The year is coming to a close, and rather than talking about 2012 lessons learned, I’d like to focus on what is yet to come. Here are some key concepts that I believe will become – even more – essential for corporate event success in 2013.
- It will be ALL about technology
Mobile apps have not only become instrumental for event planning purposes, but also for implementation, on-site support, and post-production of events. In 2013, they will continue to help ease the workload of event organizers, and increase on-site experiences for attendees. Looking at the range of event apps on the market, and their usage, it becomes quite clear that the event management community is not done hungering for mobile support tools. I am glad that there seems to be no end in sight to the creativity of developers in the New Year. Help us make events better: Keep the apps coming!
Event support technology has been evolving, and so have attendees’ preferences. Digitalization has taken over the corporate event world and will continue to do so in 2013 – with more finesse, and improved possibilities. We have done it for years: from the digitalization of invitations and info materials, to online event photo galleries, event videos, copies of speakers’ presentations, to the more recently introduced touch-displays on site, and the use of QR codes. The market of digital tools has been growing. But only recently have I seen a change in consumer behavior, opening attendees up to the digital world of events. I expect that in 2013, social media savviness and willingness to engage on many levels will have consumers gravitate even more towards digital event content. Attendees will increasingly use the digital event support tools you provide. And along the way, I predict, they will become more receptive to all facets your corporate events have to offer. Your event will live on.
- Hybrid event formats will take over
2013 will be the year for corporations to focus on their major events going hybrid! Interactivity will be the way to go on a global scheme in the years to come: marrying virtual and live face-to-face event experiences is appealing on many levels. Financial sustainability is expected from event organizers, and from attendees alike. Coupled with the focus on mobility and digitalization, this opens the market to the geographically independent concept of hybrid events. In a very cost efficient way – and by leaving the travel component open to the discretion of the attendee – interaction with target groups around the world becomes a reality. By streaming the event live via video or audio, the stage is set for sharing event content on a large scale. Incorporating live event blogs, twitter streams, and chats allow for interactivity that’s key, and encourage immediate feedback loops and input. And social media integration supports outreach, and allows those digitally attending the opportunity to tap into the networking component missing when attending a virtual event. And last but not least it’s the already mentioned digital products that will encourage attendees all over the globe to re-visit the event again at a later time.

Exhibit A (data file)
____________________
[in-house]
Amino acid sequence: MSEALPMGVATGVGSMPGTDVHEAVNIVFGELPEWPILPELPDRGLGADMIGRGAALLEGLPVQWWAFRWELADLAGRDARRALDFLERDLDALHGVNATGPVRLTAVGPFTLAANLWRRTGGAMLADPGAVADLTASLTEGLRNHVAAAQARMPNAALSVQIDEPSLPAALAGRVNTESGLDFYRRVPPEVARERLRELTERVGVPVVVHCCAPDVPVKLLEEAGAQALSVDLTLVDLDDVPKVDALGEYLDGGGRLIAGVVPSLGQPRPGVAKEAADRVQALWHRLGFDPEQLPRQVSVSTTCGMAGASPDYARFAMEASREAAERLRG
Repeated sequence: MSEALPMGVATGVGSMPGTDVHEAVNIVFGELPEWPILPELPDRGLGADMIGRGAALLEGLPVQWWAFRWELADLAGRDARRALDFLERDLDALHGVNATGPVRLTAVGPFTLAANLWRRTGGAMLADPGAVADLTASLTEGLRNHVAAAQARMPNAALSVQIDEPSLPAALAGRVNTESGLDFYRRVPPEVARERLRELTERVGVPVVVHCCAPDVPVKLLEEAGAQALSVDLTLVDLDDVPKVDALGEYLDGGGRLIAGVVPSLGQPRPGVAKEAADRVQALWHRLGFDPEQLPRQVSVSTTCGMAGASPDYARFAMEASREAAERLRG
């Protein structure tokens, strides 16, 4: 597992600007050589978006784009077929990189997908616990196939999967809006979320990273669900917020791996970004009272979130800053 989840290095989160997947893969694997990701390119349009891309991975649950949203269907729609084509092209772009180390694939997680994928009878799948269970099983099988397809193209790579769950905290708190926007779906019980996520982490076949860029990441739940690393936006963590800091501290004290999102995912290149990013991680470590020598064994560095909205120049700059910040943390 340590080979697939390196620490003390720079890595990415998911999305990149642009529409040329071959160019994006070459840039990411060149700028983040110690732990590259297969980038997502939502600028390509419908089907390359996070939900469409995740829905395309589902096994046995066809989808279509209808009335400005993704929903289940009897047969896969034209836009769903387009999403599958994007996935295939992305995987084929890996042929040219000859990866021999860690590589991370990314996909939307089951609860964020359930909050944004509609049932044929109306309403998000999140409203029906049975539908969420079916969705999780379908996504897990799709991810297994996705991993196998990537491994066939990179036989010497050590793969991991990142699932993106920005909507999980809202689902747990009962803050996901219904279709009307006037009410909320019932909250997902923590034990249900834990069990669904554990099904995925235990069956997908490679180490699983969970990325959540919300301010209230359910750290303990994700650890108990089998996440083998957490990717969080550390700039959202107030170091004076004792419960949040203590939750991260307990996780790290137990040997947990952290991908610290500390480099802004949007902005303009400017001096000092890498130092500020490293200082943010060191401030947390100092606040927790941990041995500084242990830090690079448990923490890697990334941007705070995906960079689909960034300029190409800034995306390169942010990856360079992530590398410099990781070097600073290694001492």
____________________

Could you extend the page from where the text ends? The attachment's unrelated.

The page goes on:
- Efficiency will be key to a positive event experience
I encourage event organizers to focus on increased event efficiency in 2013. Efficiency the attendees can see and feel. It is becoming a necessity, since corporations are still requiring their employees to fulfill more responsibilities than their time allows for. It is essential to stay on schedule, for the speakers to stick to their message and for event communications to be relevant and personalized. While hybrid events allow attendees to consume content on their own terms, live event attendance and face-to-face interactions will still be essential in 2013. Plan with efficiency in mind, and be respectful of your attendees’ schedules. More importantly, always keep in mind: Everyone’s time is valuable!
- Collaboration & Cooperation will rise in importance
With the rise of hybrid events, international collaborations will gain even more importance in 2013. Strength shows in numbers. Especially for corporations that join forces – and budgets – to shed the light on their company. Organizations with similar target groups, or corporations with multiple branches around the world, will increasingly form alliances to each bring their best to the table. Unlike many cooks spoiling the broth, outstanding results can be achieved by merging creative minds, technology, access, databases, and budgets. Even though geographic distance, and cultural differences in this instance may be major logistic challenges they will be well worth tackling. When it comes to sticking to what people or corporations do best, and translating individual skills into an event, I have come to believe: The more the merrier!
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This post was also published at Social Tables